When Homeland Security goes to school

BY NICOLE NGUYENAssistant professor of social foundations of education at the University of Illinois-Chicago In 2015, the FBI launched the controversial website Don’t Be a Puppet: Pull Back the Curtain on Violent Extremism. Through interactive games, the playful website intends to prevent young people from embracing extremist beliefs. Don’t Be a Puppet also offers resources … More When Homeland Security goes to school

Aliens, monsters, and revolution in the Dark Deleuze

BY ANDREW CULPVisiting assistant professor of emerging media and communication at the University of Texas at Dallas French philosopher Gilles Deleuze is usually characterized as a thinker of positivity. Consider two of his major contributions: the rhizome as an image for the tangled connections of networks, and the molecular revolution as transform spurred by unexpected … More Aliens, monsters, and revolution in the Dark Deleuze

Turning from political extremes to new forms of collective action

BY GERDA ROELVINKSenior lecturer in the School of Social Sciences and Psychology at Western Sydney University While those from the political extremes seem to be excited and increasingly agitated about their participation in democracies across the globe, with the US and Australia being good recent examples, a larger majority of perhaps more moderate people appear … More Turning from political extremes to new forms of collective action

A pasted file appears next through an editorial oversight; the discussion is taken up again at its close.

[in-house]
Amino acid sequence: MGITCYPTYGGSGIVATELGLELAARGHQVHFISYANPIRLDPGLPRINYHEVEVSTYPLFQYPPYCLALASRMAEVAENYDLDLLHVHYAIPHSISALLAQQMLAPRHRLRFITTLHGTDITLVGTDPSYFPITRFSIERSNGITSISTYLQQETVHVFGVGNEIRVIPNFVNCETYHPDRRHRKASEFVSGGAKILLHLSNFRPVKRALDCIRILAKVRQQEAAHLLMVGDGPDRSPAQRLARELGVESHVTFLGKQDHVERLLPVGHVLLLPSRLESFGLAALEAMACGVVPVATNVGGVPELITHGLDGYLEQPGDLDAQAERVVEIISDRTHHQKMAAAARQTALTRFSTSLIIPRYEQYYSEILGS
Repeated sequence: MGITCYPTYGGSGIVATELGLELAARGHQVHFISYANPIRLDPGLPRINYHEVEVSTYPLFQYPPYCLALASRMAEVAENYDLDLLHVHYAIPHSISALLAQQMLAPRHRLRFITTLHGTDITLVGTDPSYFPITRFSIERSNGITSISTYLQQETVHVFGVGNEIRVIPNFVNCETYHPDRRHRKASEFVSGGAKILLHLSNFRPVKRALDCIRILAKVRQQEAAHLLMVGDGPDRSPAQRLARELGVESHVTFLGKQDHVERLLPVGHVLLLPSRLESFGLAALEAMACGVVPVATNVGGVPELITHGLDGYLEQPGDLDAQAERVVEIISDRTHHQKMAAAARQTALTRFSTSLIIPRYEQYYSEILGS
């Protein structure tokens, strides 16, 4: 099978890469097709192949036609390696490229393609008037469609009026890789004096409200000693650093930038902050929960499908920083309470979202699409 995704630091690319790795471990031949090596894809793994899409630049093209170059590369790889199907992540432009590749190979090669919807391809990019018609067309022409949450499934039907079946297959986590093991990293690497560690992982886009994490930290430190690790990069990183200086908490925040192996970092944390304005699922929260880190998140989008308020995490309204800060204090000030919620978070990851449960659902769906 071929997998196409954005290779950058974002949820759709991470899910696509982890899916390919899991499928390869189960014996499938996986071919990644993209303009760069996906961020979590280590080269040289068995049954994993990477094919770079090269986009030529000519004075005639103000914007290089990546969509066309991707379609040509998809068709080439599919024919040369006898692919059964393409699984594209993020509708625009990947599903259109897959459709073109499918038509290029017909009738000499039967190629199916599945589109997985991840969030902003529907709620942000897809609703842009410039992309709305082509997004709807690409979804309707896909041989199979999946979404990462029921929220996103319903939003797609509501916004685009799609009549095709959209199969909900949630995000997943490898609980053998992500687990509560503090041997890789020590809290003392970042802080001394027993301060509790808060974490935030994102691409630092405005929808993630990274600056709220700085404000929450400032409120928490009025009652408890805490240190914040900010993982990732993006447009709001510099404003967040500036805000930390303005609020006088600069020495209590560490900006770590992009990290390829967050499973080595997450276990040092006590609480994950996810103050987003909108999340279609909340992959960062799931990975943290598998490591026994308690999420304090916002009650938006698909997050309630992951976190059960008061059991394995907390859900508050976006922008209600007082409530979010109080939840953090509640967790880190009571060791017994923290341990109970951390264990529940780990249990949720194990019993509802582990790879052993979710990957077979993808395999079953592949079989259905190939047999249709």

The global implications of RNC support for gay “conversion therapy”

BY TOM WAIDZUNASAssistant professor of sociology at Temple University Last week, police in Uganda raided an LGBT pride event. Witnesses described police brutality, especially toward transgender women. Among those arrested were Pepe Julian Onziema and Frank Mugisha, leaders of Sexual Minorities Uganda. The Anti-Homosexuality Act, which passed there in 2014, has since been overturned by … More The global implications of RNC support for gay “conversion therapy”

How tourism is deeply implicated in the antagonistic global structures that lead to war.

BY DEBBIE LISLESchool of Politics, International Studies and Philosophy at Queen’s University Belfast After the emergence of organized mass tourism in the mid-19th century, billions of people have indulged their desires to visit cultures, landscapes, and experiences different from their own. No place on the planet is immune to the tourist gaze: alongside familiar visits … More How tourism is deeply implicated in the antagonistic global structures that lead to war.